Fighting UFC Star Jorge Masvidal: ‘That’s a Fight I Need to Happen’

Colby Covington & Jorge Masvidal

Getty (L-R) Colby Covington & Jorge Masvidal.

Former two-time UFC welterweight title challenger Jorge Masvidal remains firmly in the crosshairs of 170-pound champion Leon Edwards.

Edwards is set to make his first title defense since winning the belt in August. He dethroned Kamaru Usman with a fifth-round head kick at UFC 278, and the two will compete in a trilogy match as the UFC 286 headliner on March 18 in London, England.

The Englishman was recently a guest on former UFC middleweight champion Michael Bisping’s “Believe You Me” podcast. And during their conversation, Bisping asked for Edward’s take on Masvidal. The two have a longstanding rivalry that stems from when Masvidal punched Edwards multiple times during a verbal altercation at a UFC London event in 2019.

In short, Edwards wants to settle their beef inside the Octagon. He said he’s “rooting” for Masvidal to end his three-fight losing streak so that a bout between can “make sense.”

“I don’t like him that much,” Edwards said. “Now, I’m rooting for him to win so I can fight him. You know, he just keeps losing so it’s hard to make the fight make sense. I even said if he went out there and fought like in December, January, like Gilbert [Burns] or somebody, beat one of them, then I’ll fight you in March. And then get Usman in the Summer or something. Let him rest his hands a bit then I’ll fight you in March. But, he didn’t even do that.

“We’ll see. Like I said, skillset-wise, it’s two different levels. His career is doing that, mine’s doing this. It’s hard to make the fight make sense right now. But that’s a fight I need to happen and want to happen.”

Masvidal hasn’t won since 2019. He fought Usman for the 170-pound strap in 2020 and 2021, and he lost both matches, first by unanimous decision and second by KO. His last bout took place in March 2022 when he battled Colby Covington and was defeated via unanimous decision.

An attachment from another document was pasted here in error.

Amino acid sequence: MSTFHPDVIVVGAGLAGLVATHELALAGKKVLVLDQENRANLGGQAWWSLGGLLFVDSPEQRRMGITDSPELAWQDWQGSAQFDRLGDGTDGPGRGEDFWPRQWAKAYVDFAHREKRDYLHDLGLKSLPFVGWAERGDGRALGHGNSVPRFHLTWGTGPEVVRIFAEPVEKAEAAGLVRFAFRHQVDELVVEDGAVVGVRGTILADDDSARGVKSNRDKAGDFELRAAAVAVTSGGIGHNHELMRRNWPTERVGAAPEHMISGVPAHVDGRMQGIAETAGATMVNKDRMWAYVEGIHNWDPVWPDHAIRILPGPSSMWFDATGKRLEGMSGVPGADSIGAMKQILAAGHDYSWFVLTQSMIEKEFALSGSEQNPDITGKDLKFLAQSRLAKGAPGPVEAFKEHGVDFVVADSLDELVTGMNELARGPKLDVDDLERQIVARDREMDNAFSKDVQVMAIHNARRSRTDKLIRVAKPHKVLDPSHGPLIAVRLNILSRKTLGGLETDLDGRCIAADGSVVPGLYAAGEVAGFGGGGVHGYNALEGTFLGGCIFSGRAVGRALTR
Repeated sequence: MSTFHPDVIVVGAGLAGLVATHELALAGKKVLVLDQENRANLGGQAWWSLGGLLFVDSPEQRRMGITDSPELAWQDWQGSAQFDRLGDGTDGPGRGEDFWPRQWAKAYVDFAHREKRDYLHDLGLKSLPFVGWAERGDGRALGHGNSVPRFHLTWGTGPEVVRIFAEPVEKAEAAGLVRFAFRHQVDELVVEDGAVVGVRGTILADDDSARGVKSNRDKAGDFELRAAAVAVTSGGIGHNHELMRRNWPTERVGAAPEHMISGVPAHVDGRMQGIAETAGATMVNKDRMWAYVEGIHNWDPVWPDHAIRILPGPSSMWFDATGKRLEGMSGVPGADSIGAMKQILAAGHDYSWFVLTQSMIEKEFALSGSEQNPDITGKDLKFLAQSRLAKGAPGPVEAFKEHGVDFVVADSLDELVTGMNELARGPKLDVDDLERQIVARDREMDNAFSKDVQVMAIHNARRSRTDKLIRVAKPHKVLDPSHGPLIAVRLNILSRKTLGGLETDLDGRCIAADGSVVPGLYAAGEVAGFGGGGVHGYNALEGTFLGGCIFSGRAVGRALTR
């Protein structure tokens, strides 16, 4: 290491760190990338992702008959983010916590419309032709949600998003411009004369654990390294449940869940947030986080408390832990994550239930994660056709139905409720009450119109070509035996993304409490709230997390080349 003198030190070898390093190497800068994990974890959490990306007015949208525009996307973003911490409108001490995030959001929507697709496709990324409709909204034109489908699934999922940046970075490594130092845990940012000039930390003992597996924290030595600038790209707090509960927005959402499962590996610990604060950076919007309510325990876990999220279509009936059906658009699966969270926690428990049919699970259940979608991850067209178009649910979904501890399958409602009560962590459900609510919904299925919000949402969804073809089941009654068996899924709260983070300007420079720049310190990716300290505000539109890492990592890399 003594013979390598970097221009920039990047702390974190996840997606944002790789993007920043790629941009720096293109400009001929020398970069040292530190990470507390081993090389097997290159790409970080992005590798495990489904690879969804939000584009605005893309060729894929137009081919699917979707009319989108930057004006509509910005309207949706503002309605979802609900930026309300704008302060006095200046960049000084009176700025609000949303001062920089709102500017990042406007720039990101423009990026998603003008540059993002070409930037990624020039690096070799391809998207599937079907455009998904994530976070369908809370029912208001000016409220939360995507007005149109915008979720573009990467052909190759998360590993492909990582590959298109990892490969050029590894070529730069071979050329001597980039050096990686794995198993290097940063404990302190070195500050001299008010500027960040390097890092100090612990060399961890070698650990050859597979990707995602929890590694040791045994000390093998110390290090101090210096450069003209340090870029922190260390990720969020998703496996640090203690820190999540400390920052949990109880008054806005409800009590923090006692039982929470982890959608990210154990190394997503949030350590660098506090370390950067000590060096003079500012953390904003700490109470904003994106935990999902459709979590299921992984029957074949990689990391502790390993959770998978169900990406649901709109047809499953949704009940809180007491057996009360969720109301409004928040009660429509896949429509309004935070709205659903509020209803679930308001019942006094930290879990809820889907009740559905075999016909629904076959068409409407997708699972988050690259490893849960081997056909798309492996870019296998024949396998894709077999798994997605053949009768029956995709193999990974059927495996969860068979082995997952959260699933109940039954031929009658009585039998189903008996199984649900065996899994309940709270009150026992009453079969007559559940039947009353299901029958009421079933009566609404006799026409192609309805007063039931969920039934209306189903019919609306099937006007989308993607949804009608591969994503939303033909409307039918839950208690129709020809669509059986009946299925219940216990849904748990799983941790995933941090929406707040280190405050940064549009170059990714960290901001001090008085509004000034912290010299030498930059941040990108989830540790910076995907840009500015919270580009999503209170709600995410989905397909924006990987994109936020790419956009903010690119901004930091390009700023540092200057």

Edwards Took Usman’s Belt in a Come-From-Behind Victory

Usman looked to make his sixth title defense in Salt Lake City, Utah, by ending Edward’s 10-fight unbeaten streak. “The Nigerian Nightmare” entered the scrap as the favorite, and although Edwards won the first round, Usman was on his way to securing the victory via unanimous decision.

But, as history has it, Edwards earned a spectacular come-from-behind title win. He blasted Usman with a head kick at 4:05 of the final frame, knocking out the champion and taking his strap.


Edwards Said Altitude Played ‘Big Part’ in Second Fight With Usman, Expects Trilogy to Be Different

When speaking with Bisping, Edwards admitted Salt Lake City’s altitude played a role in his diminished performance throughout rounds two to four. And he believes fighting on home soil will be the difference-maker.

“It would be a totally different fight,” Edwards said. “I’ve said it, my coaches said it. I knew going into the fight that altitude was going to play a part — but I didn’t think it would play that big of a part. I think now, I’ve never lost in the UK, amateur or pro.

“So, I’m excited. I love fighting in front of my friends and my family. I think it’ll be a totally different fight. So, I think if he goes in there thinking it’s going to be the same fight, he’s in for a rude awakening.”

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